It is essential to understand that Hitchcock openly admits that he didn't even try to expand awareness or to communicate some significant message, but only exploited a universal tradition of dramatic manipulation in order to supply his audience with the gratification it paid for. The audience sees itself and its dreams reflected in the film and reacts according to memory, which Krishnamurti has characterized as being always conditioned. "Memory," says Krishnamurti, "is always in the past and is given life in the present by a challenge. Memory has no life in itself; it comes to life in the challenge [preconditioned formula stimulus]. And all memory, whether dormant or active, is conditioned." It is this process that the entertainment industry calls audience identification.

To a healthy mind, anything that is primarily art is also immensely entertaining. It seems obvious that the most important things should be the most entertaining. Where there's a difference between what we "like" and what we know to be vital, we have a condition of schizophrenia, an unnatural and destructive situation. I speak deliberately of a "healthy" mind as one capable of creative thinking. Filmmaker Ken Kelman: "The old cinema removes experience, making us see things along with (or through) a protagonist with whom we identify, and a plot in which we are caught. Such an approach tends toward not only a lack of viewpoint, of definition of whose experience it is, but also filters the power of sight into mere habit, dissolves insight into vicariousness. The spectator is reduced to a voyeur — which is, increasingly, the individual's role in society at large."

Minimalist painter David Lee: "When people do not trust their senses they lack confidence in themselves. For the last few centuries people have lacked confidence. They have not trusted their experience to provide a standard for knowing how to act." It is quite obvious that most of us not only don't know much about art, we don't even know what we like. Krishnamurti: "One of the fundamental causes of the disintegration of society is copying, which is the worship of authority."

Imitation is the result of inadequate information. Information results in change. Change requires energy. Energy is the result of adequate information Energy is directly proportional to the amount of information about the structure of a system. Norbert Wiener: "Information is a name for the content of what is exchanged with the outer world as we adjust to it and make our adjustment felt upon it ... to live effectively is to live with adequate information." From the cinema we receive conceptual information (ideas) and design information (experiences). In concert they become one phenomenon, which I've described as the experiential information of aesthetic conceptual design. This information is either useful (additive) or redundant. Useful information accelerates change. Redundant information restricts change. If sustained long enough redundant information finally becomes misinformation, which results in negative change.

[...]

To satisfy the profit motive the commercial entertainer must give the audience what it expects, which is conditional on what it has been getting, which is conditional on what it previously received, ad infinitum. Inherent in the term "genre," which applies to all entertainment, is that it must be probable. The content of westerns, gangster movies, romances, etc., is probable in that it can be identified and comprehended simply by classification. The phenomenon of drama itself usually is not considered a genre, but is in fact the most universal and archetypical of all genres. Drama, by definition, means conflict, which in turn means suspense. Suspense is requisite on the expectation of known alternatives. One cannot expect the unknown. Therefore expectation, suspense, and drama are all redundant probable qualities and thus are noninformative.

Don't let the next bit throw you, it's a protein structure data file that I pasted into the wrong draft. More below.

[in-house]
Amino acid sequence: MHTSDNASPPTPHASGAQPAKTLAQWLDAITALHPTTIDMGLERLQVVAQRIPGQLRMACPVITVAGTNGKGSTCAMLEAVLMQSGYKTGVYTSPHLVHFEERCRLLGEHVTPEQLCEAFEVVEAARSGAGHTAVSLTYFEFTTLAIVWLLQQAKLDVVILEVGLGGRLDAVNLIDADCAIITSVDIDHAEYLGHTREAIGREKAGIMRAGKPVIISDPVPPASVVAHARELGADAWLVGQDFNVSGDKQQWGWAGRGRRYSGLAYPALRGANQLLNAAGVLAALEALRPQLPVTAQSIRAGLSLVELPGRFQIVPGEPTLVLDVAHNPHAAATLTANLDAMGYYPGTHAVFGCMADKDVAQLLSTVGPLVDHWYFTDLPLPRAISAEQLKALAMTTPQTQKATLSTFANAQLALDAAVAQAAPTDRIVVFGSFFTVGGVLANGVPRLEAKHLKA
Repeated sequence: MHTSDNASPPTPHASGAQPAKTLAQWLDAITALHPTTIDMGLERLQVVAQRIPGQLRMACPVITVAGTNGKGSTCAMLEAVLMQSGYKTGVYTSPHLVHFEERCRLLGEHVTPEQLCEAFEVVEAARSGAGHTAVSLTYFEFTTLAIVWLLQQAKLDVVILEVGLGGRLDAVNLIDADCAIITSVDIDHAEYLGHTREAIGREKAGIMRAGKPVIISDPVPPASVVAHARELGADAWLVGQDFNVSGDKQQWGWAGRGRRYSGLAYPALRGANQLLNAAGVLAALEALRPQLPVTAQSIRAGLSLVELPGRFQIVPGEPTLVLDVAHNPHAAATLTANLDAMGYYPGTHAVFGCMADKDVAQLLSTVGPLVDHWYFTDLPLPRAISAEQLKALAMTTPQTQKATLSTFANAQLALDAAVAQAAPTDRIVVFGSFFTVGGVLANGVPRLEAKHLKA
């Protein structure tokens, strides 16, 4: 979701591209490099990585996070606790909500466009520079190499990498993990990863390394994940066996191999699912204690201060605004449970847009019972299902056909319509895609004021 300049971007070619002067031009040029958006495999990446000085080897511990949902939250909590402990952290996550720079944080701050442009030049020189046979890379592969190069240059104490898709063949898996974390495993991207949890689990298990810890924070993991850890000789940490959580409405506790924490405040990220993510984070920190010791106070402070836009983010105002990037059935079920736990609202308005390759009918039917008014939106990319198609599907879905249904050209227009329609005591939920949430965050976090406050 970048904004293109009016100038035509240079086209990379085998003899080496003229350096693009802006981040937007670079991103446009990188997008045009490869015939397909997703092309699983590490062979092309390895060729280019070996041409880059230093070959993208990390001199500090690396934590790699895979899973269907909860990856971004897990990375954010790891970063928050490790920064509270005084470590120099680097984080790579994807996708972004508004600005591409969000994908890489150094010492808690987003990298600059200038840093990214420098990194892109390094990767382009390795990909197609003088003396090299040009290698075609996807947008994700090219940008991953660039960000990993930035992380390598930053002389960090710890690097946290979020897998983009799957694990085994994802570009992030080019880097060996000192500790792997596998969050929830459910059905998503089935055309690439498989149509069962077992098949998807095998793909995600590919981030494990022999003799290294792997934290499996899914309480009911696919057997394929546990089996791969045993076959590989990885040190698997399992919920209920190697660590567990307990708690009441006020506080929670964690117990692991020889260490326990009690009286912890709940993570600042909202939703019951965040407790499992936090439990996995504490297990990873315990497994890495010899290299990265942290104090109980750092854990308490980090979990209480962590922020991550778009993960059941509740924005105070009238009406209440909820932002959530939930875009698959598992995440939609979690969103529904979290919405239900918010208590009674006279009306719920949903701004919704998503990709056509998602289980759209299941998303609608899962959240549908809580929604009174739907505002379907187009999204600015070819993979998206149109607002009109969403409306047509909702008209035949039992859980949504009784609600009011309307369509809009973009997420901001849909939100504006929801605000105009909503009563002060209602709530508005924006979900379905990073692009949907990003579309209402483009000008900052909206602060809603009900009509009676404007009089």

Drama requires a plot that forces the viewer to move from point A to point B to point C along predetermined lines. Plot does not mean "story" (beginning-middle-end). It simply indicates a relatively closed structure in which free association and conscious participation are restricted. Since the viewer remains passive and is acted upon by the experience rather than participating in it with volition, there's no feedback, that vital source of negentropy. Norbert Wiener: "Feedback is a method of controlling a system by reinserting into it the results of its past performance... if the information which proceeds backward from the performance is able to change the general method and pattern of performance, we have a process which may well be called learning." Fuller: "Every time man makes a new experiment he always learns more. He cannot learn less."

In the cinema, feedback is possible almost exclusively in what I call the synaesthetic mode, which we'll discuss presently. Because it is entirely personal it rests on no identifiable plot and is not probable. The viewer is forced to create along with the film, to interpret for himself what he is experiencing. If the information (either concept or design) reveals some previously unrecognized aspect of the viewer's relation to the circumambient universe — or provides language with which to conceptualize old realities more effectively — the viewer recreates that discovery along with the artist, thus feeding back into the environment the existence of more creative potential, which may in turn be used by the artist for messages of still greater eloquence and perception. If the information is redundant, as it must be in commercial entertainment, nothing is learned and change becomes unlikely. The noted authority on communication theory, J. R. Pierce, has demonstrated that an increase in entropy means a decrease in the ability to change. And we have seen that the ability to change is the most urgent need facing twentieth-century man.